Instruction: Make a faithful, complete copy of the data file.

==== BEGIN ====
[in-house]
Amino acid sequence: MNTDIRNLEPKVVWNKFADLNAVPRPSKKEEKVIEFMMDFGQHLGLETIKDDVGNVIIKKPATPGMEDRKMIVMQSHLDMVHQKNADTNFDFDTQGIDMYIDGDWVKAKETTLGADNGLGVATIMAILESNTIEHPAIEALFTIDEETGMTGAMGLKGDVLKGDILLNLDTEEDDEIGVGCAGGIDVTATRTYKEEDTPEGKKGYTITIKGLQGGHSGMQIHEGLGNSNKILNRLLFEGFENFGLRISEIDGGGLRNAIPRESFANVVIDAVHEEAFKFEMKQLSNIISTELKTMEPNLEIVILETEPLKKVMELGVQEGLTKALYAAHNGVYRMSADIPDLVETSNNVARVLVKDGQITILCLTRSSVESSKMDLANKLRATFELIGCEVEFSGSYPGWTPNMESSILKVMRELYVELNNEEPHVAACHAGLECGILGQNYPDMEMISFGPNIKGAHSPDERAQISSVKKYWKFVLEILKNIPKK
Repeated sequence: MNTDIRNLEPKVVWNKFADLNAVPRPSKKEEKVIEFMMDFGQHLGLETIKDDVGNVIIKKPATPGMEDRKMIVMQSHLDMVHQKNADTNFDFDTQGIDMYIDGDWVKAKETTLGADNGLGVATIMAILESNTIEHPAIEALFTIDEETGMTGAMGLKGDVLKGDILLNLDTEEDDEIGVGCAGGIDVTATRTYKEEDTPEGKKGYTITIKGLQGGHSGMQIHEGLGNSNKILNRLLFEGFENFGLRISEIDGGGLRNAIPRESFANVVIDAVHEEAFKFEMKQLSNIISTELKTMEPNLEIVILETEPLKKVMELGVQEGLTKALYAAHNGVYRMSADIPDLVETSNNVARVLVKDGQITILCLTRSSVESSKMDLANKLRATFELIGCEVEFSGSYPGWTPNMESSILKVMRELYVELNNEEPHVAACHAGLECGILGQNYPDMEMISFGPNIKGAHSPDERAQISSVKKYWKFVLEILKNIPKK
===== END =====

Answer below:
[in-house]
Amino acid sequence: MNTDIRNLEPKVVWNKFADLNAVPRPSKKEEKVIEFMMDFGQHLGLETIKDDVGNVIIKKPATPGMEDRKMIVMQSHLDMVHQKNADTNFDFDTQGIDMYIDGDWVKAKETTLGADNGLGVATIMAILESNTIEHPAIEALFTIDEETGMTGAMGLKGDVLKGDILLNLDTEEDDEIGVGCAGGIDVTATRTYKEEDTPEGKKGYTITIKGLQGGHSGMQIHEGLGNSNKILNRLLFEGFENFGLRISEIDGGGLRNAIPRESFANVVIDAVHEEAFKFEMKQLSNIISTELKTMEPNLEIVILETEPLKKVMELGVQEGLTKALYAAHNGVYRMSADIPDLVETSNNVARVLVKDGQITILCLTRSSVESSKMDLANKLRATFELIGCEVEFSGSYPGWTPNMESSILKVMRELYVELNNEEPHVAACHAGLECGILGQNYPDMEMISFGPNIKGAHSPDERAQISSVKKYWKFVLEILKNIPKK
Repeated sequence: MNTDIRNLEPKVVWNKFADLNAVPRPSKKEEKVIEFMMDFGQHLGLETIKDDVGNVIIKKPATPGMEDRKMIVMQSHLDMVHQKNADTNFDFDTQGIDMYIDGDWVKAKETTLGADNGLGVATIMAILESNTIEHPAIEALFTIDEETGMTGAMGLKGDVLKGDILLNLDTEEDDEIGVGCAGGIDVTATRTYKEEDTPEGKKGYTITIKGLQGGHSGMQIHEGLGNSNKILNRLLFEGFENFGLRISEIDGGGLRNAIPRESFANVVIDAVHEEAFKFEMKQLSNIISTELKTMEPNLEIVILETEPLKKVMELGVQEGLTKALYAAHNGVYRMSADIPDLVETSNNVARVLVKDGQITILCLTRSSVESSKMDLANKLRATFELIGCEVEFSGSYPGWTPNMESSILKVMRELYVELNNEEPHVAACHAGLECGILGQNYPDMEMISFGPNIKGAHSPDERAQISSVKKYWKFVLEILKNIPKK